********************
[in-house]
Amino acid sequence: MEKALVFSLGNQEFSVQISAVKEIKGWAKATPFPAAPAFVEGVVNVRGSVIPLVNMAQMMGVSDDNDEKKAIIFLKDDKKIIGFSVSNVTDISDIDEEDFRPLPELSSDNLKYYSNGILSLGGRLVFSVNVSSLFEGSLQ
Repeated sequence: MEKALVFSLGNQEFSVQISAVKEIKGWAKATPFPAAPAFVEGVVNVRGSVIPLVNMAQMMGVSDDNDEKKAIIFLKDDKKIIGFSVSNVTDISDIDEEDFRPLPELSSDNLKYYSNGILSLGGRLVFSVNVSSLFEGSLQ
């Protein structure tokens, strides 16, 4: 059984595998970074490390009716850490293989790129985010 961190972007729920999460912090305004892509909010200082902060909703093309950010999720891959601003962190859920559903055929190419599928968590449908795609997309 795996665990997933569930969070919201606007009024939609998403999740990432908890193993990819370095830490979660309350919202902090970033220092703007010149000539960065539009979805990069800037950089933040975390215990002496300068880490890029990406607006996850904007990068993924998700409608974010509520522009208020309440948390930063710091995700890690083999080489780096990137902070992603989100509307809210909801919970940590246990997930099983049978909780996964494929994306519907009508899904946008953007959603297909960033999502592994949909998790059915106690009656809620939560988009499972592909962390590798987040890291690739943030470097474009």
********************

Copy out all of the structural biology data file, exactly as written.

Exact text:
[in-house]
Amino acid sequence: MEKALVFSLGNQEFSVQISAVKEIKGWAKATPFPAAPAFVEGVVNVRGSVIPLVNMAQMMGVSDDNDEKKAIIFLKDDKKIIGFSVSNVTDISDIDEEDFRPLPELSSDNLKYYSNGILSLGGRLVFSVNVSSLFEGSLQ
Repeated sequence: MEKALVFSLGNQEFSVQISAVKEIKGWAKATPFPAAPAFVEGVVNVRGSVIPLVNMAQMMGVSDDNDEKKAIIFLKDDKKIIGFSVSNVTDISDIDEEDFRPLPELSSDNLKYYSNGILSLGGRLVFSVNVSSLFEGSLQ
């Protein structure tokens, strides 16, 4: 059984595998970074490390009716850490293989790129985010 961190972007729920999460912090305004892509909010200082902060909703093309950010999720891959601003962190859920559903055929190419599928968590449908795609997309 795996665990997933569930969070919201606007009024939609998403999740990432908890193993990819370095830490979660309350919202902090970033220092703007010149000539960065539009979805990069800037950089933040975390215990002496300068880490890029990406607006996850904007990068993924998700409608974010509520522009208020309440948390930063710091995700890690083999080489780096990137902070992603989100509307809210909801919970940590246990997930099983049978909780996964494929994306519907009508899904946008953007959603297909960033999502592994949909998790059915106690009656809620939560988009499972592909962390590798987040890291690739943030470097474009």